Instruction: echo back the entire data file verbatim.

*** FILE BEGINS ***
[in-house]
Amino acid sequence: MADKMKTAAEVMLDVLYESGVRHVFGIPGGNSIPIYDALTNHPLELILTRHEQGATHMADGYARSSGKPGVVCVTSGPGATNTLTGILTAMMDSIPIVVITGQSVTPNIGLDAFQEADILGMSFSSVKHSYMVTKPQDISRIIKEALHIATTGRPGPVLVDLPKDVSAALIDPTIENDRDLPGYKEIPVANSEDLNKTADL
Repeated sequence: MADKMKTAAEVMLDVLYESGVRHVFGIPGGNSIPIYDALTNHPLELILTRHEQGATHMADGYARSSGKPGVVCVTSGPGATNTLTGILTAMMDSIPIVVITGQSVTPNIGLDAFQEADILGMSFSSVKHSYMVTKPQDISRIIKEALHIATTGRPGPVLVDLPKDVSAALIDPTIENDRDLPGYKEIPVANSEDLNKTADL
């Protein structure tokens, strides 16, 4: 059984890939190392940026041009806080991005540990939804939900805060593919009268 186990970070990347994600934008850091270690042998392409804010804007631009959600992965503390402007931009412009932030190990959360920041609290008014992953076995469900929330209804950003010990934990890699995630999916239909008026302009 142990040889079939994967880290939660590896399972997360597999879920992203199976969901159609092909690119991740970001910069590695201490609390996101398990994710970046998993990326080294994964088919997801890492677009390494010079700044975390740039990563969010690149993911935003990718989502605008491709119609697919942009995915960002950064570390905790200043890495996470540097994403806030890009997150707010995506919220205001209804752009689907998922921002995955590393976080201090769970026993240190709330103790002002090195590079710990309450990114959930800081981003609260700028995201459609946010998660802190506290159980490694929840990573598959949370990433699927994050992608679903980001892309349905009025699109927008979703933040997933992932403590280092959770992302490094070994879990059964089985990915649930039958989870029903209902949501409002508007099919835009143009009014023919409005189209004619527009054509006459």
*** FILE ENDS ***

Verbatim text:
[in-house]
Amino acid sequence: MADKMKTAAEVMLDVLYESGVRHVFGIPGGNSIPIYDALTNHPLELILTRHEQGATHMADGYARSSGKPGVVCVTSGPGATNTLTGILTAMMDSIPIVVITGQSVTPNIGLDAFQEADILGMSFSSVKHSYMVTKPQDISRIIKEALHIATTGRPGPVLVDLPKDVSAALIDPTIENDRDLPGYKEIPVANSEDLNKTADL
Repeated sequence: MADKMKTAAEVMLDVLYESGVRHVFGIPGGNSIPIYDALTNHPLELILTRHEQGATHMADGYARSSGKPGVVCVTSGPGATNTLTGILTAMMDSIPIVVITGQSVTPNIGLDAFQEADILGMSFSSVKHSYMVTKPQDISRIIKEALHIATTGRPGPVLVDLPKDVSAALIDPTIENDRDLPGYKEIPVANSEDLNKTADL
């Protein structure tokens, strides 16, 4: 059984890939190392940026041009806080991005540990939804939900805060593919009268 186990970070990347994600934008850091270690042998392409804010804007631009959600992965503390402007931009412009932030190990959360920041609290008014992953076995469900929330209804950003010990934990890699995630999916239909008026302009 142990040889079939994967880290939660590896399972997360597999879920992203199976969901159609092909690119991740970001910069590695201490609390996101398990994710970046998993990326080294994964088919997801890492677009390494010079700044975390740039990563969010690149993911935003990718989502605008491709119609697919942009995915960002950064570390905790200043890495996470540097994403806030890009997150707010995506919220205001209804752009689907998922921002995955590393976080201090769970026993240190709330103790002002090195590079710990309450990114959930800081981003609260700028995201459609946010998660802190506290159980490694929840990573598959949370990433699927994050992608679903980001892309349905009025699109927008979703933040997933992932403590280092959770992302490094070994879990059964089985990915649930039958989870029903209902949501409002508007099919835009143009009014023919409005189209004619527009054509006459």